The album starts with my personal favorite "Elvenpath". After a small narration by Tarja, the actual song begins with probably the closest you would ever get to power metal in this album throughout the song. Next song "Beauty and the Beast" is another power metal song that explores a bit of gothic doom territory in some parts. The gothic doom-inspired sound is more prominent in "The Carpenter" while have some of their earlier folk themes. That song, along with the previous one, has Tuomas singing with Tarja. I can kinda understand why he didn't want to sing anymore. I mean, I agree that his vocals aren't so good, but at least it's not as awful as the guy who sang in The Gathering album Almost a Dance. The band would use guest singers in their next two albums before setting on their later bassist Marco Hietala.

"Astral Romance" is another celestial power metal song. However, it's tough to take Tuomas seriously in both the synth chimes and his singing that's hard to enjoy because of how awfully off-key it is. But after that first half got ruined by what Tuomas did there, the second half sounds more interesting. And then, we have the soft title track which actually sounds like they could've made this song when they were still a moody acoustic project. In fact, other than their 1996 demo, this song is actually the only acoustic ballad by Nightwish in Tarja's time in the band. Most of their ballads in later album would just be symphonic keyboards building up to full instrumentation. And that's exactly what I thought this song would lead to during the interesting keyboard-symphonic moment that sadly fades out. Don't you hate it when that happens? "Tutankhamen" is another one of my personal favorites in the album with an Egyptian theme in the music and lyrics.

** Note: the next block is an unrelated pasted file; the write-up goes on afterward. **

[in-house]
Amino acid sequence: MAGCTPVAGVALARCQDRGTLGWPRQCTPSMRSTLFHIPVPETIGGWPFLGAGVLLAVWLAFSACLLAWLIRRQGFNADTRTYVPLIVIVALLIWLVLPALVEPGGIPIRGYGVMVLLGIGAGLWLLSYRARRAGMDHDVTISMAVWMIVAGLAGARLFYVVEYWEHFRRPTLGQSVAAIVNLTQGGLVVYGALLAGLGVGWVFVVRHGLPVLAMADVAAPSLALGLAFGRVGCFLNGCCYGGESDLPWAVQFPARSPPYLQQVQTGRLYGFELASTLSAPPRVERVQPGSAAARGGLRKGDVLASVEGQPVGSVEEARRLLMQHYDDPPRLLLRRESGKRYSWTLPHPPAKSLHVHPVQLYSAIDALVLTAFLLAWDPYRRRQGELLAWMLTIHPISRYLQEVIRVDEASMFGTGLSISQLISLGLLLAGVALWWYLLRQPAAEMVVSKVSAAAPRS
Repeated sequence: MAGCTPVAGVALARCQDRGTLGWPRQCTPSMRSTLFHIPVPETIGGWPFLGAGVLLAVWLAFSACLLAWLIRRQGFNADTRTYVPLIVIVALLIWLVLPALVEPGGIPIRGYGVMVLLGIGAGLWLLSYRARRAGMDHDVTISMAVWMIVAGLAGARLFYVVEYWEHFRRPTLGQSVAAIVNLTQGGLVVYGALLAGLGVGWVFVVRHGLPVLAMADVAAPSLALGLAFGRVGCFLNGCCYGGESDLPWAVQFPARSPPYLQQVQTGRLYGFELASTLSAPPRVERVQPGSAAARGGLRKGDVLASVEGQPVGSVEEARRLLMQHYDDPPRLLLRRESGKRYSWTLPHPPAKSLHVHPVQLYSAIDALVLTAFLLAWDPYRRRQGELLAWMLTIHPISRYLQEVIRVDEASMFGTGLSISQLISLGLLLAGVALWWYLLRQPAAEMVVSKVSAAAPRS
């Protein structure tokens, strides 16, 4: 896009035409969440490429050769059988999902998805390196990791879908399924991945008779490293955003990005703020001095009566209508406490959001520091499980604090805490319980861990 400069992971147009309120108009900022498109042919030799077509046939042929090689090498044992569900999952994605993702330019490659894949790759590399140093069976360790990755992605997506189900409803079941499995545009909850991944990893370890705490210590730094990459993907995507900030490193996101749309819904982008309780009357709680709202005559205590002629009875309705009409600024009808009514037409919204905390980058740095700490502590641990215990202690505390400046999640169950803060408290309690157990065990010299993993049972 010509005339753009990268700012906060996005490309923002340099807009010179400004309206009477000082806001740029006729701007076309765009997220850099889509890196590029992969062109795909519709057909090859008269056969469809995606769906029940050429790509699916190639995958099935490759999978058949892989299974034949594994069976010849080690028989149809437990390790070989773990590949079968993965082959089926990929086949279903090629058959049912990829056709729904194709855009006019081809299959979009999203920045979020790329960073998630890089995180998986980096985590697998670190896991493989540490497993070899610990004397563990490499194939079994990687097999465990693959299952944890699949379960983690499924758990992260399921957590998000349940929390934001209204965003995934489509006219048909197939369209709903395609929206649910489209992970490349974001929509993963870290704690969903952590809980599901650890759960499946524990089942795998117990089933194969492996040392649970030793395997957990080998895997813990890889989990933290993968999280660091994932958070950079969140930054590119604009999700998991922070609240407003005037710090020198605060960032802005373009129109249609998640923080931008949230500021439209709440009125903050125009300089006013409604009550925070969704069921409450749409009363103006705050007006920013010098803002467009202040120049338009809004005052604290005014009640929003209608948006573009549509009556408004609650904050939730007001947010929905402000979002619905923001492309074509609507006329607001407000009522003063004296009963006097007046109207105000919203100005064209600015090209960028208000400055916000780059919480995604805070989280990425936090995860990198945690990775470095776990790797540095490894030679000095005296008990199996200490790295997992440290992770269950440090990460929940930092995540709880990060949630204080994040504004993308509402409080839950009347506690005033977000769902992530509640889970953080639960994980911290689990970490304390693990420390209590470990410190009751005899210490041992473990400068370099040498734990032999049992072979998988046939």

One song that missed its mark is "Nymphomaniac Fantasia" which doesn't have the enjoyable strength in composition as in other songs, not to mention the vocals being less flattering. "Know Why the Nightingale Sings" is a solid rocker that sounds like Disney taking over 80s hair metal. "Lappi (Lapland)" is the 9-minute 4-part suite of this album. It starts with the first part "Erämaajärvi", a short acoustic folk piece with Tarja singing in Finnish. The second part "Witchdrums" is a strange short ambient interlude similar to 90s Enigma-like new-age. The third part "This Moment is Eternity" is kind of a power ballad, and the fourth part "Etiäinen" is the aforementioned re-recording of the third song from the band's 1996 demo. This whole suite is sorta like Nightwish's "Symphony of Enchanted Lands", but as a mostly acoustic power ballad.

Nightwish's debut is solid but not super great. While Angels Fall First has strong technicality and well-executed instrumentation, it lacks maturity. And I think Tuomas agrees because no matter how many times this album was reprinted and re-released, Nightwish wants almost nothing to do with it. Not even the 2007 Reloaded Edition would make them acknowledge album, at least until their 20th anniversary Decades Tour in 2018. But I think Angels Fall First isn't that embarrassingly bad really. I'm sure this would help the band learn from mistakes and besides, there are worse metal albums out there. This debut is enjoyable but not as superior as the rest of their fantastic career....

Favorites: "Elvenpath", "Beauty and the Beast", "Tutankhamen", "Know Why the Nightingale Sings"